Author profile: Lebohang Masango

by Kelesitse Mokgatlhe
December 2018

There looms an unfortunate societal narrative – a constructed façade if you will – that people of colour do not have a culture of reading, albeit we could argue the size and nature of systematic constructs that have historically contributed to a deliberate retention of resources from black communities, and the damaging effects of said structures, but that is a story for another day.

In this moment,  we are unpacking children’s literature writer Lebohang Masango’s endearing storytelling sessions at the Abantu Book Festival – blowing all untrue reading culture narratives right out of the hellish abyss from whence it came.

Her self-published Mpumi’s Magic Beads (Thank You Books, 2017) is a thoughtfully written children’s book about friendship, self-esteem, discovery and beautiful hair.

A children’s book author, poet and social commentator Lebohang Masango has not only an impressive academic repertoire of work that is rooted in her love for jazz, passion for social anthropology and the city of Johannesburg, but her interests have also allowed her to bridge the gap between popular culture, new digital media and social commentary.

Whilst at the festival, I walked past a rather large tent area, and in it were those little plastic chairs that you find at kiddies’ parties – lots of them. Okay, so kiddies’ corner, but then what?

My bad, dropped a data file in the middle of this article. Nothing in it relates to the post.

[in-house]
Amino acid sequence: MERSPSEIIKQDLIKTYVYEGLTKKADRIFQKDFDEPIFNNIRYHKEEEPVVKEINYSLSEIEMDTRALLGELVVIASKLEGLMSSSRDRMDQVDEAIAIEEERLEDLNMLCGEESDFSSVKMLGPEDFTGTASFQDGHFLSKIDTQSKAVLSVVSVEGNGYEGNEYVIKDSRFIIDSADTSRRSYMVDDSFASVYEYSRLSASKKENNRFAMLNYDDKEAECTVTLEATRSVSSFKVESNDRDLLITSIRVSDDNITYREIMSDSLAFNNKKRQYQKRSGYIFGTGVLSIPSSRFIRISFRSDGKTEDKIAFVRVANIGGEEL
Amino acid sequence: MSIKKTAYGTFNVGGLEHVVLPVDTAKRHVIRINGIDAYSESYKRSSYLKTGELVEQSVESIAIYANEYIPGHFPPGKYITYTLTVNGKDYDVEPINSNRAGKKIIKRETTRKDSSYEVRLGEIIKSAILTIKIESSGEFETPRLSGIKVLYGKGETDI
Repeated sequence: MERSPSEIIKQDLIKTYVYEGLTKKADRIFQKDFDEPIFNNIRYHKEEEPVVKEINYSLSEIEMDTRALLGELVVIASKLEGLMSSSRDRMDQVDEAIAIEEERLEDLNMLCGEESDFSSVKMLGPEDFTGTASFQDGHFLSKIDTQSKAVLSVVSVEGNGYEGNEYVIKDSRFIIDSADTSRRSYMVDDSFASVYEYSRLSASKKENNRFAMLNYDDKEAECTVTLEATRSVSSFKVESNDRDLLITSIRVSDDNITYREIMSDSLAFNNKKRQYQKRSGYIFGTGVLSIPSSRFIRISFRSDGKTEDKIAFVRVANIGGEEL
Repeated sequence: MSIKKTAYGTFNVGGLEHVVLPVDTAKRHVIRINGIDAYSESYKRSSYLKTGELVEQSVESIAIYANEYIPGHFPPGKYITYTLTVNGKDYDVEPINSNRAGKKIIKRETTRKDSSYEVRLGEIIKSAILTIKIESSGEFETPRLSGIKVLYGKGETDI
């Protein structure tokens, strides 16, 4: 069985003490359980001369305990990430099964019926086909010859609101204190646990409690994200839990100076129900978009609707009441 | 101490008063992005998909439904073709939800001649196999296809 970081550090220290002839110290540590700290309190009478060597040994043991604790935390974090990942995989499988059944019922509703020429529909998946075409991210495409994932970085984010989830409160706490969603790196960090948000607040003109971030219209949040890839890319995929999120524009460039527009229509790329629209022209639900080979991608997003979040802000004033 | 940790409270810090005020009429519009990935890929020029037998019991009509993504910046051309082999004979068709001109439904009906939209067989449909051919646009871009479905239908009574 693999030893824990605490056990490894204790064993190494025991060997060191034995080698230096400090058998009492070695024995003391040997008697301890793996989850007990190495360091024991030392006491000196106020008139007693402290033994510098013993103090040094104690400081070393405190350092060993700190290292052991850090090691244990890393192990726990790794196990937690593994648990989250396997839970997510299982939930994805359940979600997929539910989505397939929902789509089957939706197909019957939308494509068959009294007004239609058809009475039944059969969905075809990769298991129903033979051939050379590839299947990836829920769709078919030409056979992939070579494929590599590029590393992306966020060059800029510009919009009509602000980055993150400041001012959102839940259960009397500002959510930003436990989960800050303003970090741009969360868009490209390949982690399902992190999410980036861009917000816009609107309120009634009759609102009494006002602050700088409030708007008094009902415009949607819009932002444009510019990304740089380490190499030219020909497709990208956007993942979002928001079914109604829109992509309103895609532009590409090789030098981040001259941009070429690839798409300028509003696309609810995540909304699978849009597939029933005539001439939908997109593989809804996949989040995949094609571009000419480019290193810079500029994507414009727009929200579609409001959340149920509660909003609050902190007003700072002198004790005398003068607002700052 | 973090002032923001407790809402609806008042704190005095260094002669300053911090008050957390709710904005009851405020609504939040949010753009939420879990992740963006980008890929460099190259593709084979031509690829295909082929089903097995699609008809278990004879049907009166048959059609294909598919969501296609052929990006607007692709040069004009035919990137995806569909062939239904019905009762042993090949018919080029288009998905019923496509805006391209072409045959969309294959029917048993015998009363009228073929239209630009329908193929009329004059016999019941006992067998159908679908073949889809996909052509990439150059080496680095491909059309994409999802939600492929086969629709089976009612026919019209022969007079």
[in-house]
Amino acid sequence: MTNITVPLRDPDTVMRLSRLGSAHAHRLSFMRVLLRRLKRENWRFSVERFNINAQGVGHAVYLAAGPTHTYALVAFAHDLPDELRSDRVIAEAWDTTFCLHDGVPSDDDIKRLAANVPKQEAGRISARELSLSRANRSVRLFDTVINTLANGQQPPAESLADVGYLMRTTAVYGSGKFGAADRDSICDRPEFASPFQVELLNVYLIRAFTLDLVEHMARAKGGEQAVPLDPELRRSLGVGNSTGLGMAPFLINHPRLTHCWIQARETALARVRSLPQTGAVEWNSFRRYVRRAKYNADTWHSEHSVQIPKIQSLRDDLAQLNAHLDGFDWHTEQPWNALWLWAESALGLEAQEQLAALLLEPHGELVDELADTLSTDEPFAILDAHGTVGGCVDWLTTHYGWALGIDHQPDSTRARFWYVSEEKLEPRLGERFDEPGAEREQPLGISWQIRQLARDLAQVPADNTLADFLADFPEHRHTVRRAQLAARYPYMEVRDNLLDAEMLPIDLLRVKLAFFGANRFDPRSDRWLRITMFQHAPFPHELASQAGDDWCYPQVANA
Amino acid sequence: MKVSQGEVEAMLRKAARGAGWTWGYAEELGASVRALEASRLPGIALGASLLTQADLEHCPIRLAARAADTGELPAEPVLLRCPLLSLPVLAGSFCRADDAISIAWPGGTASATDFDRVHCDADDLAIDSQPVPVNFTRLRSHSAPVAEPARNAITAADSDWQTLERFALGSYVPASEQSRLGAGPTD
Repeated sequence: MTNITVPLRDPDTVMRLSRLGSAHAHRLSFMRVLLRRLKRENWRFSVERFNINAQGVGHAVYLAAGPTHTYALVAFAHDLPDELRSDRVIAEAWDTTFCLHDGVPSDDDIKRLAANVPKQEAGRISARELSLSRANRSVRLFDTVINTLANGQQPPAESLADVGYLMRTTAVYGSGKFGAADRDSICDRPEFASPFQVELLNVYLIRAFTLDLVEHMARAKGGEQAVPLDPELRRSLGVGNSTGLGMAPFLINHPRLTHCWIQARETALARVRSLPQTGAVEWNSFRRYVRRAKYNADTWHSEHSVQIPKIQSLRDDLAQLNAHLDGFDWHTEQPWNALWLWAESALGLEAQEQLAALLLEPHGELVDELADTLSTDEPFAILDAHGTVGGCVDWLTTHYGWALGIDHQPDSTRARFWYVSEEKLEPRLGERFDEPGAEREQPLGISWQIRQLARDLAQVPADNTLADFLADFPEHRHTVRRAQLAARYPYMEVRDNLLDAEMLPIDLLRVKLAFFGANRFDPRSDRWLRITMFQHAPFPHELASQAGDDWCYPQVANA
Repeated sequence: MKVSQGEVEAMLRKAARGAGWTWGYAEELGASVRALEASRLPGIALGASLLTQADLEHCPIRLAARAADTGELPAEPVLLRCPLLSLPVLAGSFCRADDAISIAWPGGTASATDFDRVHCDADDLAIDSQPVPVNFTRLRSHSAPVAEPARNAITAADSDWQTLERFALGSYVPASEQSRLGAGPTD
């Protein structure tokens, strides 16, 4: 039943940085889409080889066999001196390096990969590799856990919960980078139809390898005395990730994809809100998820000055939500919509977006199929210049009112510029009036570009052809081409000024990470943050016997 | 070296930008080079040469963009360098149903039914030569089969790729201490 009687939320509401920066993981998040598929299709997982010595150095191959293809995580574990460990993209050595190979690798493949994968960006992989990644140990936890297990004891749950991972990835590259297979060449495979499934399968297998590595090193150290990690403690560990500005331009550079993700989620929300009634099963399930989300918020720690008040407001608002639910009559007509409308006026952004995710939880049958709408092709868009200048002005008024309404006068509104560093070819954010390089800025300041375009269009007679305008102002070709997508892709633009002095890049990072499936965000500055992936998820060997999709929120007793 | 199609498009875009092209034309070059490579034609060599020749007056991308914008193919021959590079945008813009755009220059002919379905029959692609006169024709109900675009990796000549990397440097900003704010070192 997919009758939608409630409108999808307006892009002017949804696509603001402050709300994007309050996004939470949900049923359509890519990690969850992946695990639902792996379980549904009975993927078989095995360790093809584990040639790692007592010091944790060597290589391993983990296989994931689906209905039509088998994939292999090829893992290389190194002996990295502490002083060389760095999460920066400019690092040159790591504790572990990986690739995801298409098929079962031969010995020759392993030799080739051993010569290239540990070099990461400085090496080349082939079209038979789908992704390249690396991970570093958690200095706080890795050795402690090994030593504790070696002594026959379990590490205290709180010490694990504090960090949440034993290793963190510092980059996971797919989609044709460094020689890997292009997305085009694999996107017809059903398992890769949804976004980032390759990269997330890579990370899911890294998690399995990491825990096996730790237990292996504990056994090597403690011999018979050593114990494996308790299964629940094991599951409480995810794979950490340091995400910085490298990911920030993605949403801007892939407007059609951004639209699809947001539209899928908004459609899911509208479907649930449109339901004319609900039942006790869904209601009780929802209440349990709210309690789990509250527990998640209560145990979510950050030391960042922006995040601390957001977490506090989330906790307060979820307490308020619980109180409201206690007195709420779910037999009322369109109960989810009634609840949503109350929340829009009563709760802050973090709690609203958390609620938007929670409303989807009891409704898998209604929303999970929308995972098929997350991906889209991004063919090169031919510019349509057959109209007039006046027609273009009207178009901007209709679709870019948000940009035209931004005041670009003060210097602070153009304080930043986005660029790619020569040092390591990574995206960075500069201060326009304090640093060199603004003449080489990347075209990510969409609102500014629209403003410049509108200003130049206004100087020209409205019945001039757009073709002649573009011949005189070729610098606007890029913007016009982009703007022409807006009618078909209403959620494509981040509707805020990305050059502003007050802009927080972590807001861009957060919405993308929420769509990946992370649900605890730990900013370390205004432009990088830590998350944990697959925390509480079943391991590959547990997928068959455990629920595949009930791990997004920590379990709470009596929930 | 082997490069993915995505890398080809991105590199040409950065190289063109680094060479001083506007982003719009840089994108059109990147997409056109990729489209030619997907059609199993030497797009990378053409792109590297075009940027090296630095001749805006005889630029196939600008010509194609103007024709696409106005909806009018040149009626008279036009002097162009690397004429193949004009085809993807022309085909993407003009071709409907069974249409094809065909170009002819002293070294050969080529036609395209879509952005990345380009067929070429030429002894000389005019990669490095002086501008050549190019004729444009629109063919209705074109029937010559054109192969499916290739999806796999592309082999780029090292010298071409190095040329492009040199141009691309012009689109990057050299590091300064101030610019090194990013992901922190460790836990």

Even with her catalogue of scholastic feats, what stood out the most at this year’s Abantu Book Festival was Masango’s ability to share an energetic and wholehearted storytelling of her children’s book, Mpumi’s Magic Beads, to an audience of enthralled and engaged kiddies.

Reminiscent of Mam’Gcina Mhlope’s storytelling method, I, too, followed Masango to the Kid’s Zone with some delighted little boys and girls, as we embarked on a magic bead adventure. Beautifully animated and enthusiastically told, we saw the world through Mpumi, Asante and Tshiamo’s eyes – outside of the classroom.  

Well on the way to showing children not only to love themselves through reading, Mpumi, Asante & Tshiamo lift each other up through the wondrous possibilities of friendship in the beautifully city of Johannesburg.

Children of colour do read, because of the commitment and passion of children’s literature authors such as Masango, who bring storytelling to life.

Re a leboha (Thank you)!